Interactions of Schistosoma and HIV in Sub-Saharan Africa: A Systematic Review.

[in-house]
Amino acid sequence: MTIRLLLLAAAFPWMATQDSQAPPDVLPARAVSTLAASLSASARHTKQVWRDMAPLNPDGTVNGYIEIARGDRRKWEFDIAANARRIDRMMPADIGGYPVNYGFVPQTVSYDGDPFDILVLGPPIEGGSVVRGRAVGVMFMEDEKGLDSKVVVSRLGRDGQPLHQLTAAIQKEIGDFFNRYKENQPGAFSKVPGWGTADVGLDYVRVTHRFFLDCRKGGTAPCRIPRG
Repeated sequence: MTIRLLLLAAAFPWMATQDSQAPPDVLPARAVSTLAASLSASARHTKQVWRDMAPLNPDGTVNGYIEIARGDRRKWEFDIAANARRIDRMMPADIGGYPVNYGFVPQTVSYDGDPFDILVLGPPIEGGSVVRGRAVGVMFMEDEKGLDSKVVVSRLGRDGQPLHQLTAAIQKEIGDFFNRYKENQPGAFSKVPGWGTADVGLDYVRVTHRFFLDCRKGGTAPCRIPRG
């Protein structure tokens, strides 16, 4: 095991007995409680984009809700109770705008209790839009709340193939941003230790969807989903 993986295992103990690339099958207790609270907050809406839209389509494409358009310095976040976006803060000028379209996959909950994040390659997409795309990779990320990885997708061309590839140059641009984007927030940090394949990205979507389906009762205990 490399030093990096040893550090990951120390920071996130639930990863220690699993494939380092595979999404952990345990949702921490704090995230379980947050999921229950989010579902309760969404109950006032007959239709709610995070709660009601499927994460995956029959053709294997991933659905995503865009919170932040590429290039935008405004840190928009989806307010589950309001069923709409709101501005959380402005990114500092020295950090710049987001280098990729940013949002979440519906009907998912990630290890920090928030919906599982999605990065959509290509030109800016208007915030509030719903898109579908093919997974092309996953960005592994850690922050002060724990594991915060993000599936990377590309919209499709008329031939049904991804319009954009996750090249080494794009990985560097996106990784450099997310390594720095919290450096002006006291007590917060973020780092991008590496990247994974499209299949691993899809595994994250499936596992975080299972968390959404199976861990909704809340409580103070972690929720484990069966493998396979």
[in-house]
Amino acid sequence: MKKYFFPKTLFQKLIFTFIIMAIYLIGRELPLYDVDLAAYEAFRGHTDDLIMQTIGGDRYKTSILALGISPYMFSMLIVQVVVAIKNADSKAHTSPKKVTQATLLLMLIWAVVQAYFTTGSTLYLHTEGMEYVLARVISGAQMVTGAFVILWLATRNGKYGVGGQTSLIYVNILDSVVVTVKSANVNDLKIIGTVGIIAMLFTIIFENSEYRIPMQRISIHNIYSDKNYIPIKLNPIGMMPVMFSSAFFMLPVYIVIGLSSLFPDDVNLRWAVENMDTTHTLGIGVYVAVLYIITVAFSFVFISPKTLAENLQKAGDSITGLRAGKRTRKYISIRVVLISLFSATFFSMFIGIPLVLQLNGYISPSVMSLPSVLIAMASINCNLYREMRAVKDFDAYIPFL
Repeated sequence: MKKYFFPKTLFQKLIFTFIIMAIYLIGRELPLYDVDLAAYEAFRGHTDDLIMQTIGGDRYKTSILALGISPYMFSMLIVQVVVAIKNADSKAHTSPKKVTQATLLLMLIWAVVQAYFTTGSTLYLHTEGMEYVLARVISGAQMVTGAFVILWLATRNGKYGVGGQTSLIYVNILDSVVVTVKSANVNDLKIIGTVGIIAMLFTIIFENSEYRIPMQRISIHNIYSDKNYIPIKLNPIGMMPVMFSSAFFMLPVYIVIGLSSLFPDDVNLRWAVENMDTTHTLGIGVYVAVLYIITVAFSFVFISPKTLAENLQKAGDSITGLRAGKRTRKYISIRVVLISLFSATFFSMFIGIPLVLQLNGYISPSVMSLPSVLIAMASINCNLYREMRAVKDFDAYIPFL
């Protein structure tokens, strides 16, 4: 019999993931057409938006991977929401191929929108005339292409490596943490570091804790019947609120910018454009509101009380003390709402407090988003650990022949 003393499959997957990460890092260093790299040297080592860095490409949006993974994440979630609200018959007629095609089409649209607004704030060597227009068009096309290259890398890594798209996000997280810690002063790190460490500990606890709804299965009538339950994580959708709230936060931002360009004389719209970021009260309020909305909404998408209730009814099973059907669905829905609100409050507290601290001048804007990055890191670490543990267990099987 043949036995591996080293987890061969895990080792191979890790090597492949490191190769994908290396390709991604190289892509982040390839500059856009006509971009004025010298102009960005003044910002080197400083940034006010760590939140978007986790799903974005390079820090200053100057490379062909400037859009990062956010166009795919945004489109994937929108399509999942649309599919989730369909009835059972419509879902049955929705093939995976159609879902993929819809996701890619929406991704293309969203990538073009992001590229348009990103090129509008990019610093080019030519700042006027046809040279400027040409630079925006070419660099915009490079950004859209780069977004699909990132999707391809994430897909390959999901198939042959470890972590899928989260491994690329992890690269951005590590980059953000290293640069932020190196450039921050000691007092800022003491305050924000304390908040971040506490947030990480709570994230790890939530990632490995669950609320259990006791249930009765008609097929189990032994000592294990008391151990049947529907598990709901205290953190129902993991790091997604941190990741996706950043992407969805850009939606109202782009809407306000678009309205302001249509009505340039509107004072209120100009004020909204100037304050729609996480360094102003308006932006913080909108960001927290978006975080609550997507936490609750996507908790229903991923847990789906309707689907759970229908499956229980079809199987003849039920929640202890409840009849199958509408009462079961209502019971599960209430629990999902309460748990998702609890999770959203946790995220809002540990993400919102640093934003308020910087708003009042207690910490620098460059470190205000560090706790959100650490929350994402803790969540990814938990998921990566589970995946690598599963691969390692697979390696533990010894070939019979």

Schistosomiasis is an acute and chronic parasitic disease caused by blood flukes of the genus Schistosoma. More than 220 million people worldwide were estimated to have active schistosomiasis in 2017, 90% of whom live on the African continent, but only 102 million were reported to have received treatment. Africa is also disproportionately burdened by HIV, with an estimated 26 million people living with HIV in 2017. Given these overlapping epidemics, we conducted a systematic review to ascertain the contribution of schistosomes to HIV acquisition risk, the contribution of HIV to schistosome acquisition, the impact of HIV on schistosomiasis-related morbidity, the impact of schistosomes on HIV disease progression and immune response, the impact of HIV on the efficacy of praziquantel treatment, and the impact of HIV on egg shedding. We reviewed studies of people living in sub-Saharan Africa coinfected with HIV and Schistosoma spp. between January 1996 and July 2018. We found that 1) infection with Schistosoma haematobium increases the risk of HIV acquisition, 2) there is currently a lack of data on whether HIV infection increases the risk of Schistosoma acquisition, 3a) HIV coinfection was not an accelerating factor for adverse Schistosoma outcomes, 3b) schistosomiasis may be an important contributor to immune activation in HIV coinfected people, 4) praziquantel use in coinfected people may improve immune reconstitution on antiretroviral therapy for HIV, and 5) there is evidence that HIV infection reduces egg excretion in individuals infected with Schistosoma mansoni.